Consider if their religion denounces Reiki, Tarot and mediumship, for example, and those practices are our new normal. Chances are high they'll either put us at arms length ("I love you, but...") or sever ties with us ("Blasphemy!").
This is the reality of spiritual growth when it comes to relationships. It "separates the wheat from the chaff," as the saying goes. It may also result in walls rising where there once was open and easeful space.
Boundaries provide a necessary function for all of us. Their function may take on a different energy and deeper necessity through our spiritual evolution. Awareness of how to set boundaries and types of boundaries may help us help ourselves. The Holistic Psychologist offered this up recently:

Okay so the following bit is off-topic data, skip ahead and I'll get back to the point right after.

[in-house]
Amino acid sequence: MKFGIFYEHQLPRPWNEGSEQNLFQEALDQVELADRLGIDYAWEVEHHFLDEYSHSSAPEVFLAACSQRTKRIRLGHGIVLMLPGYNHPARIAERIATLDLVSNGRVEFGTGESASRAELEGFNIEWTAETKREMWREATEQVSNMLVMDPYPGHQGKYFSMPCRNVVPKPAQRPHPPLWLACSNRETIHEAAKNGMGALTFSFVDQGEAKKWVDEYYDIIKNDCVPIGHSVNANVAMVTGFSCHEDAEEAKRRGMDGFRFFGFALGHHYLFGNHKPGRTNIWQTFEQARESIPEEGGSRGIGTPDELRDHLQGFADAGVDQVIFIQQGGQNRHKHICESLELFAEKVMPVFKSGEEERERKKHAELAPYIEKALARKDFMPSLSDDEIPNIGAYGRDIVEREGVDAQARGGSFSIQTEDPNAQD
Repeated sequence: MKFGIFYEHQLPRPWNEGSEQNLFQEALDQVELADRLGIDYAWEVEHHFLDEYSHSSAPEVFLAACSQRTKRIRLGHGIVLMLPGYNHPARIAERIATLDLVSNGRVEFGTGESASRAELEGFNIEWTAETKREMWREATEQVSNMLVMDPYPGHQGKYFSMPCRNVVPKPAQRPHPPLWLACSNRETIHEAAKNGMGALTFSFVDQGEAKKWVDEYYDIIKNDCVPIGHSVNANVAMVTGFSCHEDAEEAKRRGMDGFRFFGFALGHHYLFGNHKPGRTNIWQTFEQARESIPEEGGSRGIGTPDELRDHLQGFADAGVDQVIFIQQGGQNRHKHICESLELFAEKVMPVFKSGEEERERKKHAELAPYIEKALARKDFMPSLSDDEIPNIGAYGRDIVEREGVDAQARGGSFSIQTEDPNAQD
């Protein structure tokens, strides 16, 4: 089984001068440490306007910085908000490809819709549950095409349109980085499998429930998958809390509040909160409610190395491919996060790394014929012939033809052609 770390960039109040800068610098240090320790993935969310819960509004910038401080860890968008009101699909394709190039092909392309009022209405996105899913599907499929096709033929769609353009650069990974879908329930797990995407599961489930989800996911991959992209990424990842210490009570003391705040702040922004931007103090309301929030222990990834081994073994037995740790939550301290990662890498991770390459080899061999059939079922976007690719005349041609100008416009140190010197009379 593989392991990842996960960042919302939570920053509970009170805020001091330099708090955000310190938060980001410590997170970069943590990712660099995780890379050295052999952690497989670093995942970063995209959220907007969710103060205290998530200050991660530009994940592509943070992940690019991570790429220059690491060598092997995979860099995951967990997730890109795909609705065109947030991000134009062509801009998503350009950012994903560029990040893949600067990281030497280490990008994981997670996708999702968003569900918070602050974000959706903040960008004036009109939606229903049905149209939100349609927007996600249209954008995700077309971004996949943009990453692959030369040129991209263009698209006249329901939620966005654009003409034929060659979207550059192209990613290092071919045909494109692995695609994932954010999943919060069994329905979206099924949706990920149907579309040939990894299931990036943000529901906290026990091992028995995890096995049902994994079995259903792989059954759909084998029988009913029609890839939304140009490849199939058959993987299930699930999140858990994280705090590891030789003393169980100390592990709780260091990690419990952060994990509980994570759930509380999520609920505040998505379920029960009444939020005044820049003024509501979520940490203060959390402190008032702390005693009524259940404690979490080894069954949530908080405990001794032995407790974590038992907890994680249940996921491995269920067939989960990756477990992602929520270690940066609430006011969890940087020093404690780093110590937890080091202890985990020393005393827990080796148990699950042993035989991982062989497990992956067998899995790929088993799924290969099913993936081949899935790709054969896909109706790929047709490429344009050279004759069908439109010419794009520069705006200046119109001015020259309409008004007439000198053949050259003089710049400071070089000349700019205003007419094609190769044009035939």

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Most of us are raised in homes where boundaries are not modeled. A boundary is simply a line in the sand of what we will and will not accept. We end up not speaking our boundaries which makes us feel resentful and drained. This means we ultimately erupt. We use subjective language and end up not being fully clear. This is why boundaries are so important. We don’t need to get to the point where we feel like we’ve “lost it.” The best way to speak a boundary is in a non-emotionally reactive state. I’m going to use an example from my own little world. I was feeling very overwhelmed with hearing about my moms chronic pain. Not from my mom, but from other members of the family. They would call or text often about how to get her to do “x.” Or tell me why she is doing “z.” If there was a disagreement in the home, they’d call me to sort it out. Often times I would get a text saying “can you please tell mom to ....” This happened almost daily. How did I know I needed a boundary? I was starting to feel anxious. All I can describe it as is a low level of agitation. A constant feeling of being on edge. So I set a boundary by saying “I would like to have a different way to connect besides talking about mom and her illness.” It’s important to understand a few things. First, this was actually news to my family that they spent so much time discussing my mom. This is why it’s so important to clearly state the issue because many people are unaware. The second thing to understand is that just because you set a boundary does not mean people will respect it. It is up to you to hold the boundary regardless of the other person (s) behavior. For me this meant ignoring text messages. It meant not calling back. It meant bringing up other topics of conversation. And of course it meant being very uncomfortable when people became upset with the boundaries I had set. Without boundaries in our lives we feel constant chaos. Almost like we’re “on call” for other people. This can lead to self neglect. What do you struggle with most in setting boundaries? #selfhealers